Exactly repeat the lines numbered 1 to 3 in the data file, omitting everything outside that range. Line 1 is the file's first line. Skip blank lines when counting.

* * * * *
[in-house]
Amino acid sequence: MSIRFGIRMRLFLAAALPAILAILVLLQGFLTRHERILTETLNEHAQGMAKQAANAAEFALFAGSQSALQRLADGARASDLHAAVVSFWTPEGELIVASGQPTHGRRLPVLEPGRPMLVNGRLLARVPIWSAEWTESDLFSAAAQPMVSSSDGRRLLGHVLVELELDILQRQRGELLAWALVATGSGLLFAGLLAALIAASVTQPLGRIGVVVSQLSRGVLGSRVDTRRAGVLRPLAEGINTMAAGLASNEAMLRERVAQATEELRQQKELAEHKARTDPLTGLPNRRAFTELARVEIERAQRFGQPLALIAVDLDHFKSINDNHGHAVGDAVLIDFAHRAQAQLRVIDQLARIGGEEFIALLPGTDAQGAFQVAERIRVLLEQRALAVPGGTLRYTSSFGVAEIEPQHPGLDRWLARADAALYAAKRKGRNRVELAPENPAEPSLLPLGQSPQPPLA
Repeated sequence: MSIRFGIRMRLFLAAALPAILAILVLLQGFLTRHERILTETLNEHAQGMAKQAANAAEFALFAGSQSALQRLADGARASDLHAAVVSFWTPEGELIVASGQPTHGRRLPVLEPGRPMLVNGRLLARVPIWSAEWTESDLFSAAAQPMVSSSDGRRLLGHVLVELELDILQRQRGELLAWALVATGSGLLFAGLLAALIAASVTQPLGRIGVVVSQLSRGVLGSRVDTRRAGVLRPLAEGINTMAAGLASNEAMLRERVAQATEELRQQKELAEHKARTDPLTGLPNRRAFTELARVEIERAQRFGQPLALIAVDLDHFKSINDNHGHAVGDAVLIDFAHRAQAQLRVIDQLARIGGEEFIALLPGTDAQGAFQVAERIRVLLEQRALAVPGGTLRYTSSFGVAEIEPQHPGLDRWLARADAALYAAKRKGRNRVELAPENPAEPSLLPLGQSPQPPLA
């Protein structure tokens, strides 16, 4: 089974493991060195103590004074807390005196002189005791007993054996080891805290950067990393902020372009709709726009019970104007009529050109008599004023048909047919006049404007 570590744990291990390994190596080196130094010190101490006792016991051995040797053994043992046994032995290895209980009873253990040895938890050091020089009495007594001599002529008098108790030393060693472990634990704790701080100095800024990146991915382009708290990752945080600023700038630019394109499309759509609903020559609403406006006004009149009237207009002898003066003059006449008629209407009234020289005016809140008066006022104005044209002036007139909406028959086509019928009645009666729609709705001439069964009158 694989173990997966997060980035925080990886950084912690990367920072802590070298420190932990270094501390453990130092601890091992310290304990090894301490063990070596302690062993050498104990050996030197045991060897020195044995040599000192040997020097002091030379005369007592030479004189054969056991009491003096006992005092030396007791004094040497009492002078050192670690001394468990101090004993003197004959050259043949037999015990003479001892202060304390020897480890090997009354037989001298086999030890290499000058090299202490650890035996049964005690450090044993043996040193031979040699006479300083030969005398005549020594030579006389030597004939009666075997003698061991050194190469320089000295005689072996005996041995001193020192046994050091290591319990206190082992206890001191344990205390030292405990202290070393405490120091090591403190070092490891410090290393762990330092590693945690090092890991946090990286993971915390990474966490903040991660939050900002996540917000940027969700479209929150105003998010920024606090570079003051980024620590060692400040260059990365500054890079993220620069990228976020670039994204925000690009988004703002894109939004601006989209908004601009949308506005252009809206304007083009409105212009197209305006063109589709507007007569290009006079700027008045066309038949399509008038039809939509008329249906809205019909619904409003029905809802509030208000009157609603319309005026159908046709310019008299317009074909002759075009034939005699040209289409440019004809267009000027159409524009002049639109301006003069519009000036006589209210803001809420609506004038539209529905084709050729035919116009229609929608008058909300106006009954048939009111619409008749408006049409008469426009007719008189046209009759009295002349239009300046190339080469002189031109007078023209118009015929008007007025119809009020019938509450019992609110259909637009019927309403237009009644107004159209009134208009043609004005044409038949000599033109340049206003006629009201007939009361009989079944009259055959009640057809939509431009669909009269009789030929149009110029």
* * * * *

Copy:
[in-house]
Amino acid sequence: MSIRFGIRMRLFLAAALPAILAILVLLQGFLTRHERILTETLNEHAQGMAKQAANAAEFALFAGSQSALQRLADGARASDLHAAVVSFWTPEGELIVASGQPTHGRRLPVLEPGRPMLVNGRLLARVPIWSAEWTESDLFSAAAQPMVSSSDGRRLLGHVLVELELDILQRQRGELLAWALVATGSGLLFAGLLAALIAASVTQPLGRIGVVVSQLSRGVLGSRVDTRRAGVLRPLAEGINTMAAGLASNEAMLRERVAQATEELRQQKELAEHKARTDPLTGLPNRRAFTELARVEIERAQRFGQPLALIAVDLDHFKSINDNHGHAVGDAVLIDFAHRAQAQLRVIDQLARIGGEEFIALLPGTDAQGAFQVAERIRVLLEQRALAVPGGTLRYTSSFGVAEIEPQHPGLDRWLARADAALYAAKRKGRNRVELAPENPAEPSLLPLGQSPQPPLA
Repeated sequence: MSIRFGIRMRLFLAAALPAILAILVLLQGFLTRHERILTETLNEHAQGMAKQAANAAEFALFAGSQSALQRLADGARASDLHAAVVSFWTPEGELIVASGQPTHGRRLPVLEPGRPMLVNGRLLARVPIWSAEWTESDLFSAAAQPMVSSSDGRRLLGHVLVELELDILQRQRGELLAWALVATGSGLLFAGLLAALIAASVTQPLGRIGVVVSQLSRGVLGSRVDTRRAGVLRPLAEGINTMAAGLASNEAMLRERVAQATEELRQQKELAEHKARTDPLTGLPNRRAFTELARVEIERAQRFGQPLALIAVDLDHFKSINDNHGHAVGDAVLIDFAHRAQAQLRVIDQLARIGGEEFIALLPGTDAQGAFQVAERIRVLLEQRALAVPGGTLRYTSSFGVAEIEPQHPGLDRWLARADAALYAAKRKGRNRVELAPENPAEPSLLPLGQSPQPPLA